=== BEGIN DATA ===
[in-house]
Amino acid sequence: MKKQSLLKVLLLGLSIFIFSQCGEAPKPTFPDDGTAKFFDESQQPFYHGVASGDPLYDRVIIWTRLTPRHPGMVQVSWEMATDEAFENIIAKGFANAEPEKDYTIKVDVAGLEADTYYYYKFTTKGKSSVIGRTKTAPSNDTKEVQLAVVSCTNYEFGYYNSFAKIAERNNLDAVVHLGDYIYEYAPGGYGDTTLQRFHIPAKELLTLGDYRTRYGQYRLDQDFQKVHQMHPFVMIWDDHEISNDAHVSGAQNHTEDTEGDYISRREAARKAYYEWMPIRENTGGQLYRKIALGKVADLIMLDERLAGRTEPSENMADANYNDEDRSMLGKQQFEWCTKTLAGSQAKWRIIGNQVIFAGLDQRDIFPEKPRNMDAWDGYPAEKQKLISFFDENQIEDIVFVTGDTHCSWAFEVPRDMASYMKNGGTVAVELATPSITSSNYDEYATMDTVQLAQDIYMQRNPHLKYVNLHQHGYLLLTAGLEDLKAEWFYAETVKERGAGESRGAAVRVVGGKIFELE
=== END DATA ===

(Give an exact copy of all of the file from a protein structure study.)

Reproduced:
[in-house]
Amino acid sequence: MKKQSLLKVLLLGLSIFIFSQCGEAPKPTFPDDGTAKFFDESQQPFYHGVASGDPLYDRVIIWTRLTPRHPGMVQVSWEMATDEAFENIIAKGFANAEPEKDYTIKVDVAGLEADTYYYYKFTTKGKSSVIGRTKTAPSNDTKEVQLAVVSCTNYEFGYYNSFAKIAERNNLDAVVHLGDYIYEYAPGGYGDTTLQRFHIPAKELLTLGDYRTRYGQYRLDQDFQKVHQMHPFVMIWDDHEISNDAHVSGAQNHTEDTEGDYISRREAARKAYYEWMPIRENTGGQLYRKIALGKVADLIMLDERLAGRTEPSENMADANYNDEDRSMLGKQQFEWCTKTLAGSQAKWRIIGNQVIFAGLDQRDIFPEKPRNMDAWDGYPAEKQKLISFFDENQIEDIVFVTGDTHCSWAFEVPRDMASYMKNGGTVAVELATPSITSSNYDEYATMDTVQLAQDIYMQRNPHLKYVNLHQHGYLLLTAGLEDLKAEWFYAETVKERGAGESRGAAVRVVGGKIFELE